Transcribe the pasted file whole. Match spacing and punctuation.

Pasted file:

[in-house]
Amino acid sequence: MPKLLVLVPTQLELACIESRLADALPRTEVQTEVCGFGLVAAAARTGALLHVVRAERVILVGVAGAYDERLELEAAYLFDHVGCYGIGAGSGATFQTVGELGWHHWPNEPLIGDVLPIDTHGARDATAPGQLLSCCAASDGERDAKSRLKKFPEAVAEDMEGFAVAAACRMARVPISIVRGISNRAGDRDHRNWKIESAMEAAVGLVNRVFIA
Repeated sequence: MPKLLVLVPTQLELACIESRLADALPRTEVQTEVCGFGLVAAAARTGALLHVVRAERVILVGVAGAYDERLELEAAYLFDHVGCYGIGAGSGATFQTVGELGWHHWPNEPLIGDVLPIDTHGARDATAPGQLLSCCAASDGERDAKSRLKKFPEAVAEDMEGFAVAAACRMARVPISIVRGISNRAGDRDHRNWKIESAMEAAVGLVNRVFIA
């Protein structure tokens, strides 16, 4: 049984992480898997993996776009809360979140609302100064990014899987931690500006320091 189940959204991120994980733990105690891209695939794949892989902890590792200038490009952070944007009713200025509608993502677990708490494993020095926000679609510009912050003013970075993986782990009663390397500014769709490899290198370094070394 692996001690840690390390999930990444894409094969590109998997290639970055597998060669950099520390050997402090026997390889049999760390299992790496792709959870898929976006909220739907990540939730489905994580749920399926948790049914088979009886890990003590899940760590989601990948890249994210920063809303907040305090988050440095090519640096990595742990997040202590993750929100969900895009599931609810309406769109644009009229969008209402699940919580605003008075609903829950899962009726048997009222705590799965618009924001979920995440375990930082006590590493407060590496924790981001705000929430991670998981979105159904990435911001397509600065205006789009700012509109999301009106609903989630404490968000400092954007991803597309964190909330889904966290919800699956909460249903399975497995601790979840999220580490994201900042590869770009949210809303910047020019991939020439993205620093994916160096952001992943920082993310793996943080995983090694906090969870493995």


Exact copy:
[in-house]
Amino acid sequence: MPKLLVLVPTQLELACIESRLADALPRTEVQTEVCGFGLVAAAARTGALLHVVRAERVILVGVAGAYDERLELEAAYLFDHVGCYGIGAGSGATFQTVGELGWHHWPNEPLIGDVLPIDTHGARDATAPGQLLSCCAASDGERDAKSRLKKFPEAVAEDMEGFAVAAACRMARVPISIVRGISNRAGDRDHRNWKIESAMEAAVGLVNRVFIA
Repeated sequence: MPKLLVLVPTQLELACIESRLADALPRTEVQTEVCGFGLVAAAARTGALLHVVRAERVILVGVAGAYDERLELEAAYLFDHVGCYGIGAGSGATFQTVGELGWHHWPNEPLIGDVLPIDTHGARDATAPGQLLSCCAASDGERDAKSRLKKFPEAVAEDMEGFAVAAACRMARVPISIVRGISNRAGDRDHRNWKIESAMEAAVGLVNRVFIA
């Protein structure tokens, strides 16, 4: 049984992480898997993996776009809360979140609302100064990014899987931690500006320091 189940959204991120994980733990105690891209695939794949892989902890590792200038490009952070944007009713200025509608993502677990708490494993020095926000679609510009912050003013970075993986782990009663390397500014769709490899290198370094070394 692996001690840690390390999930990444894409094969590109998997290639970055597998060669950099520390050997402090026997390889049999760390299992790496792709959870898929976006909220739907990540939730489905994580749920399926948790049914088979009886890990003590899940760590989601990948890249994210920063809303907040305090988050440095090519640096990595742990997040202590993750929100969900895009599931609810309406769109644009009229969008209402699940919580605003008075609903829950899962009726048997009222705590799965618009924001979920995440375990930082006590590493407060590496924790981001705000929430991670998981979105159904990435911001397509600065205006789009700012509109999301009106609903989630404490968000400092954007991803597309964190909330889904966290919800699956909460249903399975497995601790979840999220580490994201900042590869770009949210809303910047020019991939020439993205620093994916160096952001992943920082993310793996943080995983090694906090969870493995």